Belfast Telegraph

Video: Million pound mansion for sale in Northern Ireland once hosted Queen Victoria

Victoria House in Rostrevor
Victoria House in Rostrevor
Some of the rooms which include an indoor swimming pool
Some of the rooms which include an indoor swimming pool
Some of the rooms which include an indoor swimming pool
Some of the rooms which include an indoor swimming pool
Some of the rooms which include an indoor swimming pool
Allan Preston

By Allan Preston

A luxury six-bedroom mansion in Co Down once visited by Queen Victoria has gone on the market with a price tag of £1.15m.

Victoria House in Rostrevor was built in the mid-1890s for the Girls' Friendly Society in Ireland, a charity for young women.

It was originally known as the 'House of Rest' and a 'home of rest for sick and weary members'.

In 1900, the long-reigning monarch visited Dublin and the new hostel in Rostrevor which was then named after her as a memorial of her visit.

After the Second World War, the house closed in 1954 before reopening as Glencairn Guest House. It was later restored and extended for use as a family home which today boasts an indoor swimming pool.

Estate agents Simon Brien Residential have described the property as "undoubtedly one of the most significant family homes presented to the market within recent years".

Boasting panoramic views of Carlingford Lough, the house is set out over three floors, with extensive accommodation including six en suite bedrooms.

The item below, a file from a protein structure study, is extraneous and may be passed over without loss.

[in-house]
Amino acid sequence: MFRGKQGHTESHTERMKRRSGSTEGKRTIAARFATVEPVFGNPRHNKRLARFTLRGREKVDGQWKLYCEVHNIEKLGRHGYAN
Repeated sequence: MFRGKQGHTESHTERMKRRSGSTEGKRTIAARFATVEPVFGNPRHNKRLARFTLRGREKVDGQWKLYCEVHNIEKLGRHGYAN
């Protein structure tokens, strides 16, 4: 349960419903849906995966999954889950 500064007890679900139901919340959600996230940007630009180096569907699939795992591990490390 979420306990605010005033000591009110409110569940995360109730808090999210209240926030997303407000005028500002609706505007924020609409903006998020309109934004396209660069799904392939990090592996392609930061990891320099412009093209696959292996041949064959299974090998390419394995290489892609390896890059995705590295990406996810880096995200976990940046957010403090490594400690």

Any new owner can enjoy not only the swimming pool, but also a Jacuzzi, sauna and shower rooms.

Elsewhere the "magnificent" reception rooms include a formal drawing room, dining room and family room.

Other features include a granny flat, detached triple garage, generous space for parking, and a greenhouse.

Transport links are also listed as a key selling point, with improved road links and the railway in Newry making Belfast and Dublin accessible within an hour, as well as a ferry connecting Greencastle and Greenore.

The Girls' Friendly Society was originally founded in London in 1875 by an Irishwoman, Mrs (Mary) Elizabeth Townsend.

The first organisation of its kind in the Church of England, it was intended to help country girls find work in the city by teaching them skills to gain employment.

The movement soon spread to Ireland, Scotland and America by 1877 and was also established in Australia. Today, the charity has 80 branches across Ireland.

Further property information can be found at www.simonbrien.com or by calling 028 9066 8888

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